getting to know diane croft and her new book The Unseen Partner: Love & Longing in the Unconscious
When did you first encounter poetry? How did you discover that you wanted to write poems?
My father traveled Monday through Friday, selling chemicals for an oil company. Underneath his grey suit, he was a Renaissance man and I missed him terribly. Perhaps that’s what made Sunday evenings so memorable, when he would stretch across the bed and read aloud to my sisters and me: “The time has come,” the Walrus said,/ “To talk of many things:/ Of shoes—and ships—and sealing-wax—/ Of cabbages and kings—/ And why the sea is boiling hot—/ And whether pigs have wings.”
Over and over I begged him to read this strange and exciting tale by Lewis Carroll where an unlikely pair tricked the oysters. It’s alternation of iambic trimeters and iambic tetrameters (unknown to me at the time) sounded like music. It spoke to my imagination, and I was transported into another world.
I first wrote a Canterbury Tale in fifth grade about a gay squire who loved to sing, badly. Fortunately it was lost somewhere between Ohio and Boston. I returned to poetry unexpectedly at mid-life, when it found me.
Do you have a writing routine? A favorite time or place to write.
I write in an attic room in our Victorian farmhouse, which my husband affectionately calls my “womb with a view.”
Twenty years ago, I fell into an altered state of consciousness, almost always in the late mornings, and over three years composed 700 poems. And then it stopped.
Nowadays I write only when I feel compelled to capture a fleeting thought or image.
Where do your poems most often come from—and image, a sound, a phrase, an idea?
I believe most of my work comes from the unconscious, either my own personal not-knowing or from what remains hidden in the collective psyche. All of my poetry evolves around an image, often archetypal in nature.
Which writers (living or dead) do you feel have influenced you the most?
Rilke, Rumi, Jung, Corbin, Blake, Emerson, Jesus, Antoine de Saint-Exupéry
Tell us a little bit about your new collection: What’s the significance of the title? Are there over-arching themes? What was the process of assembling it? Was it a project book, etc.?
The title, The Unseen Partner: Love & Longing in the Unconscious, refers to our collective unconscious and its ancient wisdom—some would say, “everything that has been thought and experienced since the beginning of time.” Of course that covers more territory than anyone can hope to capture, so my collection is only a hint of what’s there. It relates to the “subtler laws that rule the hidden spiritual planes and the inner realm of consciousness” (Yogananda).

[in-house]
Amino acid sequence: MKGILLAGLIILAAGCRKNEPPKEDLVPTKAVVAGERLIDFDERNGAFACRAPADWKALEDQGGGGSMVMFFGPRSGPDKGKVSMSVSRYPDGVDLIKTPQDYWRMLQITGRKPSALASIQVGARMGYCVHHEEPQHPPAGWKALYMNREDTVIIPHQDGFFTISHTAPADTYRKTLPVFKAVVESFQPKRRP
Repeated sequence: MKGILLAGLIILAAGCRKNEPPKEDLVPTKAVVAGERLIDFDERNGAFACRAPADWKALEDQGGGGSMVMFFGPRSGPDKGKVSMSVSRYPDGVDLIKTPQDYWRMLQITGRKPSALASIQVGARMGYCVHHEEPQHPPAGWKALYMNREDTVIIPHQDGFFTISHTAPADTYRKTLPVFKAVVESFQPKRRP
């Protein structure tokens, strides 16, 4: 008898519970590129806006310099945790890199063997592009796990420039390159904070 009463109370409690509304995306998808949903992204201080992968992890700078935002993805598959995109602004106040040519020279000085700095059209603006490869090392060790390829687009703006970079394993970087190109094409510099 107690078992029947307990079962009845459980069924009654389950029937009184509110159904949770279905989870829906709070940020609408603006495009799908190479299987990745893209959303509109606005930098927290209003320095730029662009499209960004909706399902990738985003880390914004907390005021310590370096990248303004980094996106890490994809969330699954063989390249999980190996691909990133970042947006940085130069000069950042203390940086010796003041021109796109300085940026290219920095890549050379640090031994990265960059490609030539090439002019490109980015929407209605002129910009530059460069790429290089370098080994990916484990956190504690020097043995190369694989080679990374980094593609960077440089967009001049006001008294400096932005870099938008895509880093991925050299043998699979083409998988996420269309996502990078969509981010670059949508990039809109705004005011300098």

When the poetry “arrived,” I noticed how strangely archaic the language was, for example: Born in a cataclysm of cosmic violence / the lunar birth of daughter moon. Turns out, mythically speaking, the course of history swings between sun and moon eras, something I couldn’t possibly have known on a conscious level. This is what I mean by, and what Jung meant by, the collective unconscious and what “it” knows, i.e., gnosis.
The overarching themes are the potency of the collective unconscious, emerging signs of the archetypal feminine (the moon is a symbol of the reflective principle), changing images of the godhead (the divine), the evolution of consciousness, and what’s coming next.
The book took twenty years to produce, from the first poetic impulse until its publication in September 2016. I pushed hard but it would not be rushed or forced out prematurely. It contains poetic verse, psychological/spiritual commentaries, relevant quotes, and 65 full-color images. It’s a nonfiction book, with endnotes and an index, about the imaginal world and its creative impact on our lives.
Read a poem from Diane's new book:
Matters of Heart
The gods grew tired of waiting
and woke me from a heavy sleep,
not by shaking my shoulders
but by breaking my heart.